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PSP  header logo

Killzone: Liberation

For: PSP

Death has a thousand faces according to the blurb on the box. So does boredom, probably

Product: Killzone: Liberation | Developer: Guerrilla | Publisher: Sony Computer Entertainment Europe | Format: PSP | Genre: Action, Shooter | Players: 1-6 | Networking: wireless (adhoc) | Version: Europe
Killzone: Liberation PSP, thumbnail 1
Killzone: Liberation is the handheld sequel to a first-person shooter that appeared on Sony's PlayStation 2 some years ago. It follows on from the action depicted in that game, casting you as Captain Templar, on a mission of 'CRITICAL IMPORTANCE' (ACCORDING TO THE MANUAL – PRESUMABLY THE CAPITALS ARE THERE TO EMPHASISE EXACTLY HOW CRITICAL THE MISSION IS IN CASE YOU MIGHT HAVE NOT REALISED FROM THE WORDS ALONE).

Like the original PS2 game, you'll take on the nefarious forces of the Helghast (who still look suspiciously like the Kerberos soldiers from Mamoru Oshii's movie The Red Spectacles). And like the home console game – in which it was possible to die during a cut-scene – it's a bit broken and distinctly average.

Unlike the home console game, it's not a first-person shooter. Instead, the action is depicted from an isometric, bird's eye view – almost overhead, but not quite. Nevertheless, proceedings are still fairly intense, and after a fairly undemanding introduction things get pretty harsh, quickly.

The basics of the game have you wandering around predominantly linear environments, shooting enemies by pointing vaguely in their direction till the auto-aim kicks in. The challenge here is not so much the accuracy of your shooting, but your use of cover, ducking behind objects and popping out when your enemies have exhausted their clips.

Occasionally you'll also have other squad members at your disposal – normally the arbitrarily swearing and stereotypically burly and Hispanic Sergeant Rico Velasquez. These sidekicks are controlled by activating the 'Tactical Command System' – pressing up on the D-pad – which slows the action to a near-standstill and offers you a selection of waypoints or action markers for you to send your troops. Or you can simply have them escort you.

As you go through the main campaign mode you'll pick up new weapons (including an incredibly pointless sniper rifle), and you'll get to drive round in hefty hovertanks or jump into gun emplacements. Playing through the campaign mode unlocks a series of challenges which, in turn, unlock special abilities to be used in later campaign missions, such as being able to carry extra grenades.

Killzone: Liberation is technically impressive, and initially the action is fairly entertaining, if a little routine. But after the first few chapters it starts to get niggly, even spiteful.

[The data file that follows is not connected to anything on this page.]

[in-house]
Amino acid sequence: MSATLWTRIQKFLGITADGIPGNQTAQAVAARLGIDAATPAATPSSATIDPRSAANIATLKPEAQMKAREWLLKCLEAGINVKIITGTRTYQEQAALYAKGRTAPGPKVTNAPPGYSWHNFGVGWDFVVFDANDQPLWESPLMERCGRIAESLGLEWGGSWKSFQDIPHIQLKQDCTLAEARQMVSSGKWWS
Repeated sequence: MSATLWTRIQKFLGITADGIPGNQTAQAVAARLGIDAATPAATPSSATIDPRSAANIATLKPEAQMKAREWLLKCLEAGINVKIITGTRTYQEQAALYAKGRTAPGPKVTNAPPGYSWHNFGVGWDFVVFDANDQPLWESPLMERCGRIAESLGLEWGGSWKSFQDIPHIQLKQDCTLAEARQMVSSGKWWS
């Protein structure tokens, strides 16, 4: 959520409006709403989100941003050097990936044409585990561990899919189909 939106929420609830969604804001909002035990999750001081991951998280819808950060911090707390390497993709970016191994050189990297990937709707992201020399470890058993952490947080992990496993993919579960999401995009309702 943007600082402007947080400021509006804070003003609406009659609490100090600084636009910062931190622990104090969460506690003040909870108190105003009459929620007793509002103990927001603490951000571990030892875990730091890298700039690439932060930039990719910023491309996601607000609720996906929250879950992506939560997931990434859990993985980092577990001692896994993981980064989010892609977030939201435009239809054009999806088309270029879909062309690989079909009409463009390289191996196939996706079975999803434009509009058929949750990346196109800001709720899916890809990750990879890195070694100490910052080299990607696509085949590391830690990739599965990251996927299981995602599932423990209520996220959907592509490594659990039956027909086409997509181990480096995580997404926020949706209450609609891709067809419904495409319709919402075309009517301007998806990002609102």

First, there's the targeting, which fails to work at too many critical moments. Then there's the weird and annoying vehicle controls, which seem to have been introduced simply to make driving and shooting more challenging. Instead of using the analogue stick to move, as you do on foot, you need to press face buttons to accelerate or decelerate, and the steering is oriented to the direction the tank's facing (so pressing left won't always turn your tank to face the left of your PSP screen). Finally, automatically triggered checkpoints can sometimes screw up your progress if, for example, you pass one just as your vehicle's about to explode, or if you've just run out of bullets.

Those are the niggles that conspire to make the game a bit more tedious than it would otherwise be. But when it's not just plain boring, Killzone: Liberation is spitefully unfair.

The fact that Captain Templar can only carry a single weapon means that if you run out of bullets it's basically game over, and you'll need to restart the last checkpoint. If you're outnumbered in the open, or by troops equipped with rocket launchers, it's basically game over, and you'll need to restart the last checkpoint. If the targeting fails, as it frequently does, while trying to shoot a spider-bot, it's basically game over, and you'll need to restart the last checkpoint.

The end result is a horrible stop/start staccato rhythm that's far from edifying, and the typical range of multiplayer modes do little to make up for it. It's not so much that there's anything drastically wrong with Killzone; it's just that there's not really anything drastically right about it either.
Killzone: Liberation
Reviewer photo
Dave McCarthy | 7 November 2006
Killzone is precisely average. It's mildly entertaining, sure, but also disappointingly flawed
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